October 4, 2007

Record Review: Caribou

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While the Shins are updating jangle pop for today’s indie rock sensibilities, the one-man-band of Caribou does 1960’s jangle pop in the vein of the Association as it was done in the ’60s. Dan Snaith, a.k.a. Caribou, a.k.a. Manitoba, but right now just a.k.a. Caribou, likes what he likes, and he updates for no man.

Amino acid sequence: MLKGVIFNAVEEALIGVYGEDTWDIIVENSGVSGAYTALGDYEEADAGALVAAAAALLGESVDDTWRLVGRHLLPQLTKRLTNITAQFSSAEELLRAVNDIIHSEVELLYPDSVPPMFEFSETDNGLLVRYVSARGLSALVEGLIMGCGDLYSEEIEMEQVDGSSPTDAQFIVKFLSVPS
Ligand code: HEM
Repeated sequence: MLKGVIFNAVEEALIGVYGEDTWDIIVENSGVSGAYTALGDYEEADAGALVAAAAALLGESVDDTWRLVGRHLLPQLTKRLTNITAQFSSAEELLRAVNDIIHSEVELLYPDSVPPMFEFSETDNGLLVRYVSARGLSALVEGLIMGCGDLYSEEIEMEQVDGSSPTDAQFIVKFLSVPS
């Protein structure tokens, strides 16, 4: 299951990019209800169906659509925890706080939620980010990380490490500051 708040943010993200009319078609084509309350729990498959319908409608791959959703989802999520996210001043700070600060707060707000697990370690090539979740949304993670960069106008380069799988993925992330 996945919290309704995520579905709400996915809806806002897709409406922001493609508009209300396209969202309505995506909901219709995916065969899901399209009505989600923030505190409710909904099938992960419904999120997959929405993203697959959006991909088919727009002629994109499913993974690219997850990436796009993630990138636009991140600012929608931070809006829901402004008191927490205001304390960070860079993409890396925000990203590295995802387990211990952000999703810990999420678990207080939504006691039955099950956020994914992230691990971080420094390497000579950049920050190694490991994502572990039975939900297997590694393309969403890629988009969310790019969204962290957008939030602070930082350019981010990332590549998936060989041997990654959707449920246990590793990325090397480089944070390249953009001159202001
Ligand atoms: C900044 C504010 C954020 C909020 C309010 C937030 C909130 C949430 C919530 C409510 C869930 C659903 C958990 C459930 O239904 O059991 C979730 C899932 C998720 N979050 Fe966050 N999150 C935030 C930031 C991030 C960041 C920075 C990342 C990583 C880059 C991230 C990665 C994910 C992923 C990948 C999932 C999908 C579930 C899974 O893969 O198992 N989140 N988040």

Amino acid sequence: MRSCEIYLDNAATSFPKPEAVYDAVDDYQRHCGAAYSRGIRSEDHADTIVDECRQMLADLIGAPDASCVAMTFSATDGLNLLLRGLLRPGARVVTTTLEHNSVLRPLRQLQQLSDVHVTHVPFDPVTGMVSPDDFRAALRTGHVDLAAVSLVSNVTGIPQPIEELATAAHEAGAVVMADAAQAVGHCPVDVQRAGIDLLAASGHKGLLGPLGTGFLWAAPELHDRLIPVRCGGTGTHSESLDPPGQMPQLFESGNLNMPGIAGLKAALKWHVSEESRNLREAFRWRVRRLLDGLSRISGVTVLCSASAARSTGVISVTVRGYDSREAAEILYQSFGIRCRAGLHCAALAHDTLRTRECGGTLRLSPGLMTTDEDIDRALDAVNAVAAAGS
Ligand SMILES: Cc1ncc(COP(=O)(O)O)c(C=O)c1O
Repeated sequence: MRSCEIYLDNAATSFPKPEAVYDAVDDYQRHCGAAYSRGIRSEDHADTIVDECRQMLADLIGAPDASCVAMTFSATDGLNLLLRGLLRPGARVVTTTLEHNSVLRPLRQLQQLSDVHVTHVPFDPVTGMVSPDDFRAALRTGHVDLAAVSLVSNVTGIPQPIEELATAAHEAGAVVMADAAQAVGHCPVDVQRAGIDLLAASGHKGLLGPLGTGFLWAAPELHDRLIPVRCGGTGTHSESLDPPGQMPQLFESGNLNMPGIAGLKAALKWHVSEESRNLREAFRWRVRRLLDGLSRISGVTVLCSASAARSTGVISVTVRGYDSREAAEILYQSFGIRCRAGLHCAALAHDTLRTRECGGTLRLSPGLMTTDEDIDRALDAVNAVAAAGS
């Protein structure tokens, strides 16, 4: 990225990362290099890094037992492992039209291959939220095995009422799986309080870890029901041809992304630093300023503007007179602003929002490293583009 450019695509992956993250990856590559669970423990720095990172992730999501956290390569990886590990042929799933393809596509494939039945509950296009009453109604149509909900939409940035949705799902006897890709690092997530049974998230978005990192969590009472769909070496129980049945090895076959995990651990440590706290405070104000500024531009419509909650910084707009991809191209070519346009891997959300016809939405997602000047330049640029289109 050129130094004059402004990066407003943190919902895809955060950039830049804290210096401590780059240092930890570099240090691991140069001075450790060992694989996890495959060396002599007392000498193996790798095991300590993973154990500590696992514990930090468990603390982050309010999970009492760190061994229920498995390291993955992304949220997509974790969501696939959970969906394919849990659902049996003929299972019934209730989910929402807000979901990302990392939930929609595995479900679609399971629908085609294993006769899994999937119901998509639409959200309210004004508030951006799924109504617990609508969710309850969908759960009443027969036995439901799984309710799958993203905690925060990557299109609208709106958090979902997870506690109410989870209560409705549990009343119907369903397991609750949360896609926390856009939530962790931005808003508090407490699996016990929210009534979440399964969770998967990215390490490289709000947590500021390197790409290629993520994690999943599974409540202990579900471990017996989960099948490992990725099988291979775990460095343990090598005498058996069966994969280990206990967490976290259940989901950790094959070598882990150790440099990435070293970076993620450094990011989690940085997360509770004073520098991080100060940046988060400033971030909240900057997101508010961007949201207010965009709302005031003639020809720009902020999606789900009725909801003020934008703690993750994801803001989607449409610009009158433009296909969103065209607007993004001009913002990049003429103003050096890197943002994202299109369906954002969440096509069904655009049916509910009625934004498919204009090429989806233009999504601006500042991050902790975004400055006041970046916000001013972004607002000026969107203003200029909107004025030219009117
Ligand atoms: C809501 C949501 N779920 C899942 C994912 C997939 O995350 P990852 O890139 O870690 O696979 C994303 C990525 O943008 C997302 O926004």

Songs like track two, “Sandy” are full of “Tomorrow Never Knows”-type unintelligible noises mixed with sleigh bells, flutes that flutter (excuse the alliteration) and harmonies in the chorus — also, there are bridges that sound positively like the sunshine pop of the Association. Making a one-band sound like a six-member ensemble is quite the feat. “After Hours” shows that whereas the music of, say, Moby, can place you in a trance, Caribou can make you fly. The secret, I guess, is breaking into a symphony orchestra “After Hours,” and stealing all the instruments that rockers consider obscure to make a great indie pop record.